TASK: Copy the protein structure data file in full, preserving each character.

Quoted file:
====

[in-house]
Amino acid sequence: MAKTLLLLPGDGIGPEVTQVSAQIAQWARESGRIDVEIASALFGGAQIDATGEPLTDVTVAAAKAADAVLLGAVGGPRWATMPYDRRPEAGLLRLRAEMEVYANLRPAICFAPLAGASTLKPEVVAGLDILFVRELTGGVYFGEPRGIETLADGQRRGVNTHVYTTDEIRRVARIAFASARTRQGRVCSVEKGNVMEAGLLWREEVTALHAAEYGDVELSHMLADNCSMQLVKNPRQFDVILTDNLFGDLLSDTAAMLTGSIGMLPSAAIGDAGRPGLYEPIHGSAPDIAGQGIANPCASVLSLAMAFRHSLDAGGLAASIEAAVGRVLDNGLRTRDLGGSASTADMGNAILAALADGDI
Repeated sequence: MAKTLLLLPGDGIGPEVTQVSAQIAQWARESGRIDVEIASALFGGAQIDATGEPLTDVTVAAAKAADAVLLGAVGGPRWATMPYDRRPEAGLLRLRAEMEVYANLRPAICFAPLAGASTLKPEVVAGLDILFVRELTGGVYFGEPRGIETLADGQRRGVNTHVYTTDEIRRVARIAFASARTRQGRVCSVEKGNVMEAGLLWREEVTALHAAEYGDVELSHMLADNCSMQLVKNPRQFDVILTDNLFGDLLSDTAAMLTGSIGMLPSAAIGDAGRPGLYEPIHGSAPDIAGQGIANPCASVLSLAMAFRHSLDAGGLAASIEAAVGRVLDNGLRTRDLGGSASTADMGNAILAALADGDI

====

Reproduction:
[in-house]
Amino acid sequence: MAKTLLLLPGDGIGPEVTQVSAQIAQWARESGRIDVEIASALFGGAQIDATGEPLTDVTVAAAKAADAVLLGAVGGPRWATMPYDRRPEAGLLRLRAEMEVYANLRPAICFAPLAGASTLKPEVVAGLDILFVRELTGGVYFGEPRGIETLADGQRRGVNTHVYTTDEIRRVARIAFASARTRQGRVCSVEKGNVMEAGLLWREEVTALHAAEYGDVELSHMLADNCSMQLVKNPRQFDVILTDNLFGDLLSDTAAMLTGSIGMLPSAAIGDAGRPGLYEPIHGSAPDIAGQGIANPCASVLSLAMAFRHSLDAGGLAASIEAAVGRVLDNGLRTRDLGGSASTADMGNAILAALADGDI
Repeated sequence: MAKTLLLLPGDGIGPEVTQVSAQIAQWARESGRIDVEIASALFGGAQIDATGEPLTDVTVAAAKAADAVLLGAVGGPRWATMPYDRRPEAGLLRLRAEMEVYANLRPAICFAPLAGASTLKPEVVAGLDILFVRELTGGVYFGEPRGIETLADGQRRGVNTHVYTTDEIRRVARIAFASARTRQGRVCSVEKGNVMEAGLLWREEVTALHAAEYGDVELSHMLADNCSMQLVKNPRQFDVILTDNLFGDLLSDTAAMLTGSIGMLPSAAIGDAGRPGLYEPIHGSAPDIAGQGIANPCASVLSLAMAFRHSLDAGGLAASIEAAVGRVLDNGLRTRDLGGSASTADMGNAILAALADGDI